The Sunshine Coast has elected a dominant force of Liberal National Party representatives across all divisions, but the state is on track to be governed by the Labor Party.
Only neighbours Noosa broke the LNP mould, voting in independent candidate Sandy Bolton.
While Coast voters have returned a number of familiar faces to their seats, there are a few new ones in the mix, with Ninderry and Buderim supporting political newcomers for the next term.
The brand-new seat of Ninderry, which takes in Coolum Beach, Peregian Springs, Eumundi, Yandina, Bli Bli, Didillibah, Kuluin and Forest Glen, fielded seven candidates, with police officer Dan Purdie securing the division for the LNP.
Mr Purdie is new to the political arena and will leave his position on the Queensland Police Child Protection and Investigation Unit to join parliament.
Buderim incumbent Steve Dickson’s bold move to defect to One Nation and later become the party’s state leader did not pay off, with voters preferring to stick with the LNP and therefore placing their faith in former soldier and ANZ Queensland commercial financial planner Brent Mickelberg.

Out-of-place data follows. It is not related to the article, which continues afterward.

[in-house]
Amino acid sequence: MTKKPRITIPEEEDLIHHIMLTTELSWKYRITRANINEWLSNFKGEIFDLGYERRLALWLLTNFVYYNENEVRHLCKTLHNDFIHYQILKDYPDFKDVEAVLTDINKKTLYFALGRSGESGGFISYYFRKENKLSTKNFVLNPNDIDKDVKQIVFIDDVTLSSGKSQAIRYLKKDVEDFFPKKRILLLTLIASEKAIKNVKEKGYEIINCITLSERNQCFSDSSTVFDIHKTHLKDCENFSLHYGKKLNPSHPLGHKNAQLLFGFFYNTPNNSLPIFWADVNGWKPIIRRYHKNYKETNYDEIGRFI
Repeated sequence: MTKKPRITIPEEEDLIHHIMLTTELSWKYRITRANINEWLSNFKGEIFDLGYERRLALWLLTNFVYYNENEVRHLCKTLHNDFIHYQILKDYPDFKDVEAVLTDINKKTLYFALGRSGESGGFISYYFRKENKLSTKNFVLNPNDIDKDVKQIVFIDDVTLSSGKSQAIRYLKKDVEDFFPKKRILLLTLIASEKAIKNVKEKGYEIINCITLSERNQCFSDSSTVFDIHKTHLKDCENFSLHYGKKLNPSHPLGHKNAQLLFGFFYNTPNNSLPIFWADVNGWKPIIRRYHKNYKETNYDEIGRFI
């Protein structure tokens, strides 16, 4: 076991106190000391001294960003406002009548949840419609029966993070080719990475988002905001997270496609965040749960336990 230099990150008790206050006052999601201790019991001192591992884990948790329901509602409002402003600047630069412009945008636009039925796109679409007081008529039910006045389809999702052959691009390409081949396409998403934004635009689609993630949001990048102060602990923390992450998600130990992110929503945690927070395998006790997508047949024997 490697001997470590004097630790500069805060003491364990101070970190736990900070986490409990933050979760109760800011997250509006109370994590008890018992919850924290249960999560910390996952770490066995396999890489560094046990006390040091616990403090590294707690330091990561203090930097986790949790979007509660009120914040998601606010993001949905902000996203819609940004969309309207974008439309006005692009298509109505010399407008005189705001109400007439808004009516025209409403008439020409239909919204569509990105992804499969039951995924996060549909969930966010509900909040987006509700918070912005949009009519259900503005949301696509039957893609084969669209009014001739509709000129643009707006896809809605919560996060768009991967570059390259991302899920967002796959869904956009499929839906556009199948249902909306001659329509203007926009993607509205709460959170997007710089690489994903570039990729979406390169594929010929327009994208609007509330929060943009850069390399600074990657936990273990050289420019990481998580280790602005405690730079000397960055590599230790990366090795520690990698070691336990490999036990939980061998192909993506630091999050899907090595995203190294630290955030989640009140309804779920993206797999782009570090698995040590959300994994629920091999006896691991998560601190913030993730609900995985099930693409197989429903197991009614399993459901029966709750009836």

Maroochy incumbent Fiona Simpson, who has held the seat for the LNP since 1992, will serve another term with close to half of the primary vote in her favour and the neighbouring division of Kawana also voted overwhelmingly for the LNP with Jarrod Bleijie securing almost 57 per cent of the primary vote.
In Caloundra, Jason Hunt was a strong contender for the seat, but incumbent Mark McArdle will continue to hold the seat and despite being in one of the most marginal seats in the state, Andrew Powell has managed to retain his seat in Glass House.
With 76.3 per cent of the vote counted, the Labor party held 43 seats and needed just another four to secure government and return Annastacia Palaszczuk as premier.
The LNP was lagging behind on 35 and One Nation looked likely to win just one seat.